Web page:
The MIB consumer file database is maintained by the MIB Group, a consortium of 470 U.S. and Canadian companies that sell life, health, disability income, critical illness, and long-term-care insurance. Two other companies, Milliman and Ingenix, compile your prescription drug history from databases maintained by pharmacy chains and prescription benefit managers, and sell IntelliScript and MedPoint reports to insurers.
Information significant to your health or longevity is reported to the MIB database in coded form. It includes medical conditions that you reported on insurance applications for individual (not group) coverage, and test results from medical underwriting exams. Potentially hazardous hobbies and driving records may also be there. Your actual medical records are not reported. The IntelliScript and Med Point reports contain information about the prescription drugs you’ve used over the last five years, including dosages, refills, and doctors.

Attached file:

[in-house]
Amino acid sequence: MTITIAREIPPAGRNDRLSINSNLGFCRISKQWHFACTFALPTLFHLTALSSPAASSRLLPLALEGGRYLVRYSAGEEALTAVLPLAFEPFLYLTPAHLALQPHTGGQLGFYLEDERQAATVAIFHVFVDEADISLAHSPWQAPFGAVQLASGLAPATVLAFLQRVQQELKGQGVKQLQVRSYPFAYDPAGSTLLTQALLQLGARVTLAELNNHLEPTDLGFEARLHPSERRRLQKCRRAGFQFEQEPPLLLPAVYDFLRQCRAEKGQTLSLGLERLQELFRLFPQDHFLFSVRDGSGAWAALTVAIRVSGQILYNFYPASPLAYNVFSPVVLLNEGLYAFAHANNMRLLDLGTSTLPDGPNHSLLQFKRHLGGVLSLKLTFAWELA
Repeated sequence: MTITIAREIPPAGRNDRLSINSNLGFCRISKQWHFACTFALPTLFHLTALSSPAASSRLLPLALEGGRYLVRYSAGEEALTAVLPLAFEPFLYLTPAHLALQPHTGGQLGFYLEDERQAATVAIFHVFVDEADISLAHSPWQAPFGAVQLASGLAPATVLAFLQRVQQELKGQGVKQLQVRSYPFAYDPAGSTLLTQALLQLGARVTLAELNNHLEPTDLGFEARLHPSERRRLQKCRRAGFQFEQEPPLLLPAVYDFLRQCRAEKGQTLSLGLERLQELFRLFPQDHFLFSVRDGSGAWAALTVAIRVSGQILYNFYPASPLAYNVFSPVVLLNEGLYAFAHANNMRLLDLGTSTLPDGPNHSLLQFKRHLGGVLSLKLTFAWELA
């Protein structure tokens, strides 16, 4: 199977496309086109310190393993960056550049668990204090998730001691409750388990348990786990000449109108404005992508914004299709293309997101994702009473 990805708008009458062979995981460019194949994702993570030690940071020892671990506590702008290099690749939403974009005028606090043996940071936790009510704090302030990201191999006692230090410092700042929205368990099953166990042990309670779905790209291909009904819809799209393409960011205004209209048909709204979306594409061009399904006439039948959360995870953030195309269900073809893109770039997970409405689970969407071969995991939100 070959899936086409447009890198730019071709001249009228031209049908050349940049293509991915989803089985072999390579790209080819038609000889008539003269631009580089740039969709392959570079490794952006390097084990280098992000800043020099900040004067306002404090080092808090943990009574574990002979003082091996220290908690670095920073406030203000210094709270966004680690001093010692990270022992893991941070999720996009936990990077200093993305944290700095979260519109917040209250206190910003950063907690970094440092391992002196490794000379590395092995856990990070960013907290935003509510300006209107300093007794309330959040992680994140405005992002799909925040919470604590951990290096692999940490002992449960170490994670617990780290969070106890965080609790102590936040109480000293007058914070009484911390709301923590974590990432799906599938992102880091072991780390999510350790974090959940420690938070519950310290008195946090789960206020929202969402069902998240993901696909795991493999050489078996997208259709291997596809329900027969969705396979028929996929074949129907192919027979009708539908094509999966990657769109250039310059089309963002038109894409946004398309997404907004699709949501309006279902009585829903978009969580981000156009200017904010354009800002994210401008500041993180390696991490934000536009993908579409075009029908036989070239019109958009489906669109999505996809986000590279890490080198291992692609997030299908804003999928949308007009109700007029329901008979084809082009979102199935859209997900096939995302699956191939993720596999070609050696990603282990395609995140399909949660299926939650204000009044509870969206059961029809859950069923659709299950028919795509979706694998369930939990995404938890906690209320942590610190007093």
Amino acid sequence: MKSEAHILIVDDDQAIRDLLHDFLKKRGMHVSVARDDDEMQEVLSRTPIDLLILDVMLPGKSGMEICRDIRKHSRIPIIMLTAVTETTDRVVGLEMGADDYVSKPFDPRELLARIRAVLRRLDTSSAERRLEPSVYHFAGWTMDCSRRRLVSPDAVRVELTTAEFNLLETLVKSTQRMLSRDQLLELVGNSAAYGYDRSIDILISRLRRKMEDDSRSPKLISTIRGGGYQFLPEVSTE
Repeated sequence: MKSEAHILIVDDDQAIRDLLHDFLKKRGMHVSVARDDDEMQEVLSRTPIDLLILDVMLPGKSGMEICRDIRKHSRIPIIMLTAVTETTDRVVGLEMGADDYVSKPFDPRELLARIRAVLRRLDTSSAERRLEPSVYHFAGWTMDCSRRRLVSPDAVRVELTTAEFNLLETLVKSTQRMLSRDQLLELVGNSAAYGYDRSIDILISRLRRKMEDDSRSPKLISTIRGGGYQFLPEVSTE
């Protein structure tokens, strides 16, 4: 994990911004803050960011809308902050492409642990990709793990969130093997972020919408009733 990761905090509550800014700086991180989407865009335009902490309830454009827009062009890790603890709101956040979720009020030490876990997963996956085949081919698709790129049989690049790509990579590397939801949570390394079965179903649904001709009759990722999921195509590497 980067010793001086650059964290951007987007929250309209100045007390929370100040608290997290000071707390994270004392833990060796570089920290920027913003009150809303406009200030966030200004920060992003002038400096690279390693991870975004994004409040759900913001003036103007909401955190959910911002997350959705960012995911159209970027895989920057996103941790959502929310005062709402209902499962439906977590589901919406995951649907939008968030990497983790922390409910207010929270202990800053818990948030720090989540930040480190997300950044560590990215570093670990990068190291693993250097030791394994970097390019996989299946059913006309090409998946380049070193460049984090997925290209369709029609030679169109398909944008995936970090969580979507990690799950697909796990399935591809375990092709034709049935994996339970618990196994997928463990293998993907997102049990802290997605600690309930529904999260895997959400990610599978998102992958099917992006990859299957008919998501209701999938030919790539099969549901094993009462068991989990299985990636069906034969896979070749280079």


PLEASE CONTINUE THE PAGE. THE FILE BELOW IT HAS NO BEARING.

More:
When you apply for individual life, health, and similar coverage, you may sign a waiver that lets a prospective insurer check your MIB report and IntelliScript or MedPoint reports to see if you’ve omitted significant information. Insurers use the information to determine your risk class, set premiums, and decide whether or not to insure you.
The reports fall under the FCRA protections. To get a free copy of your reports, call MIB at 866-692-6901; IntelliScript at 877-211-4816; and MedPoint at 888-206-0335.
Chex Systems provides information on mishandled checking and saving accounts, a service used by about 80 percent of U.S. banks. TeleCheck assesses the risk of accepting paper checks at 350,000 retailers, financial institutions, grocery stores, and other outlets.
Chex Systems and TeleCheck collect information on mishandled checking accounts, such as overdrawn accounts closed by you or your bank. The reports can include your driver’s license number, unpaid amounts, and who was stiffed. The reporting company is not required to remove information unless it’s incorrect, but it does have to report any payback. Negative information can stay on your report for five years at Chex Systems and seven years at TeleCheck.